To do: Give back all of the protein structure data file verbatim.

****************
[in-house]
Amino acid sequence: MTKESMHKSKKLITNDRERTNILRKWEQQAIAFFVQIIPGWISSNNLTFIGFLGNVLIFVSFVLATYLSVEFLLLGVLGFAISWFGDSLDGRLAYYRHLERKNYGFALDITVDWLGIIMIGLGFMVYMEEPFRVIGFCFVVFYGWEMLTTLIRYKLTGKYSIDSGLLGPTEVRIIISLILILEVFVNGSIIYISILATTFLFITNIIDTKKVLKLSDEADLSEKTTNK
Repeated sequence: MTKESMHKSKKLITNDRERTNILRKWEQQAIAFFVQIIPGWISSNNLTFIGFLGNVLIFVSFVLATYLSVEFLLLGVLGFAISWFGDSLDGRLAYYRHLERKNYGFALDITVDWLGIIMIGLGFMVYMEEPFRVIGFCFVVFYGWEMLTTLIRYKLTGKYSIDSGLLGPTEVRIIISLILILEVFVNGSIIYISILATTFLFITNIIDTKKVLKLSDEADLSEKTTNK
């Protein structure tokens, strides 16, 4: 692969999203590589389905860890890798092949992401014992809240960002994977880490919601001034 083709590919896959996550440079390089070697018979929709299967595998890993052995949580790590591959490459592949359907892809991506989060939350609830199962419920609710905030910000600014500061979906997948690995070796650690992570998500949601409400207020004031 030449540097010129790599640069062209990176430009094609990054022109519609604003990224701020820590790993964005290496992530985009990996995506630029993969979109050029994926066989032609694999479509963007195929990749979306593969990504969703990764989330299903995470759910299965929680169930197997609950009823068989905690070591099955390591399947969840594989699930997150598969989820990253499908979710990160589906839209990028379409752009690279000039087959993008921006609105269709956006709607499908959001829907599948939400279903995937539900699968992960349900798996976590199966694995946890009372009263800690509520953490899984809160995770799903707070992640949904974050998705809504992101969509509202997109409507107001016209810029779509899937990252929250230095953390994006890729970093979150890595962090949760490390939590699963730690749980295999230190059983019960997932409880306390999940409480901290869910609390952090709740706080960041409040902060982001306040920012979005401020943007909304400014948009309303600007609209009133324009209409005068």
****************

[in-house]
Amino acid sequence: MTKESMHKSKKLITNDRERTNILRKWEQQAIAFFVQIIPGWISSNNLTFIGFLGNVLIFVSFVLATYLSVEFLLLGVLGFAISWFGDSLDGRLAYYRHLERKNYGFALDITVDWLGIIMIGLGFMVYMEEPFRVIGFCFVVFYGWEMLTTLIRYKLTGKYSIDSGLLGPTEVRIIISLILILEVFVNGSIIYISILATTFLFITNIIDTKKVLKLSDEADLSEKTTNK
Repeated sequence: MTKESMHKSKKLITNDRERTNILRKWEQQAIAFFVQIIPGWISSNNLTFIGFLGNVLIFVSFVLATYLSVEFLLLGVLGFAISWFGDSLDGRLAYYRHLERKNYGFALDITVDWLGIIMIGLGFMVYMEEPFRVIGFCFVVFYGWEMLTTLIRYKLTGKYSIDSGLLGPTEVRIIISLILILEVFVNGSIIYISILATTFLFITNIIDTKKVLKLSDEADLSEKTTNK
């Protein structure tokens, strides 16, 4: 692969999203590589389905860890890798092949992401014992809240960002994977880490919601001034 083709590919896959996550440079390089070697018979929709299967595998890993052995949580790590591959490459592949359907892809991506989060939350609830199962419920609710905030910000600014500061979906997948690995070796650690992570998500949601409400207020004031 030449540097010129790599640069062209990176430009094609990054022109519609604003990224701020820590790993964005290496992530985009990996995506630029993969979109050029994926066989032609694999479509963007195929990749979306593969990504969703990764989330299903995470759910299965929680169930197997609950009823068989905690070591099955390591399947969840594989699930997150598969989820990253499908979710990160589906839209990028379409752009690279000039087959993008921006609105269709956006709607499908959001829907599948939400279903995937539900699968992960349900798996976590199966694995946890009372009263800690509520953490899984809160995770799903707070992640949904974050998705809504992101969509509202997109409507107001016209810029779509899937990252929250230095953390994006890729970093979150890595962090949760490390939590699963730690749980295999230190059983019960997932409880306390999940409480901290869910609390952090709740706080960041409040902060982001306040920012979005401020943007909304400014948009309303600007609209009133324009209409005068």